Ambac Financial Group Friday completed the sale of RangeMark Financial Services, the advisory services company it helped launch.
Rob Smith, RangeMark’s chief executive officer, was the purchaser.
Peter Poillon, a spokesman for Ambac, declined to offer details of the sale but said the proceeds are not material to Ambac’s balance sheet.
The sale was first announced in late March but “took a while to go through the negotiations and the valuation process,” Poillon said.
Ambac Financial is the parent company of troubled municipal bond insurer Ambac Assurance Corp..
RangeMark’s origins stem from NSM Capital Management (NSM), which emerged in January 2007 as a leveraged credit asset management business before switching tactics in August 2007 to provide advisory services on structured credit solutions.
Ambac Financial became a client of NSM to better understand its exposure to mortgage-related structured finance products. It then acquired NSM in July 2009 and launched RangeMark in September of that year to expand those services.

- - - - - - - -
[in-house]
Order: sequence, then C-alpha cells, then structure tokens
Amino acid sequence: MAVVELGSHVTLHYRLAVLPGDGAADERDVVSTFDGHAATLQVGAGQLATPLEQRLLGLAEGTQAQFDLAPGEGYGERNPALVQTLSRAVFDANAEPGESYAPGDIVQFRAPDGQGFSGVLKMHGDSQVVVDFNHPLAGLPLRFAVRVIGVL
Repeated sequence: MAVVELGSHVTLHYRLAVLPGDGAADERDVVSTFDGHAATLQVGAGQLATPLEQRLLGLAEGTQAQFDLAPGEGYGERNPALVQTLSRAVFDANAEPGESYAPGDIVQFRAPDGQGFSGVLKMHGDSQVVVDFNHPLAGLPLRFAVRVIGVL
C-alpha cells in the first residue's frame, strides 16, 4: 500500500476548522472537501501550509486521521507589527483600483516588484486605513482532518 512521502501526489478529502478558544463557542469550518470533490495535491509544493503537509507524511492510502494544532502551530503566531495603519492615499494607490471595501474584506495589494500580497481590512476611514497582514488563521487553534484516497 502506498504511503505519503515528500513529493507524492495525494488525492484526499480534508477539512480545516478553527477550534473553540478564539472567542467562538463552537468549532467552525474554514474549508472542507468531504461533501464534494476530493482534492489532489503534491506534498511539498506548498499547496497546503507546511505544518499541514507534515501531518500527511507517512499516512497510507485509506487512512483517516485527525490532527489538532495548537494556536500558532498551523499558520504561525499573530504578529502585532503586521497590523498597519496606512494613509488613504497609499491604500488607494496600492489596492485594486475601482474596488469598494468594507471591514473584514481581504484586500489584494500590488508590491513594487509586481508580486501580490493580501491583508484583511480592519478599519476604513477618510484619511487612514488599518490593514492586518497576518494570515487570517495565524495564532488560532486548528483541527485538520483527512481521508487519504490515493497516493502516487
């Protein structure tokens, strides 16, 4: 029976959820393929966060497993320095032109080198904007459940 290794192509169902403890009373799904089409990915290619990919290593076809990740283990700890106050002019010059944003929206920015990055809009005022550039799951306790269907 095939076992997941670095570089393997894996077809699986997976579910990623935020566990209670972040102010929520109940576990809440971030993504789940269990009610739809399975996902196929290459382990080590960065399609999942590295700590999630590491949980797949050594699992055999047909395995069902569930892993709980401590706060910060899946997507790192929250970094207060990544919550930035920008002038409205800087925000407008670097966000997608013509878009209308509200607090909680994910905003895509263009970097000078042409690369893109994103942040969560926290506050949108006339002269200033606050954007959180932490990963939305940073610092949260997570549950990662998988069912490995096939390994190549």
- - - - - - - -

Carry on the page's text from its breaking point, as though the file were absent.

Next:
Smith said RangeMark would continue to work with Ambac as it unwinds its holdings of mortgage-related products.
“They were an adviser client of ours before they purchased NSM, and they will continue to be,” he said. “We have a long-term contract to provide some of the work to help them assess the reserve adequacy related to mortgage securities — their exposure to mortgages.”
Friday’s sale made that tool the basis for a new venture called Lumesis.
According to Gregg Bienstock, a founding principal at Lumesis who formerly worked as a senior vice president at Ambac Financial, DIVER has been in beta testing for six weeks. He said the goal is to launch the production version of the system in late summer.
“It’s a unique tool in the sense that we’re not focused on financials of municipalities,” Bienstock said. “We’re focused on bringing together demographic information that will be more predictive of what is to come as opposed to what already has come, with regard to financial impact on municipalities.”
Bienstock said the company plans to target institutional investors initially, adding that the product faces little direct competition.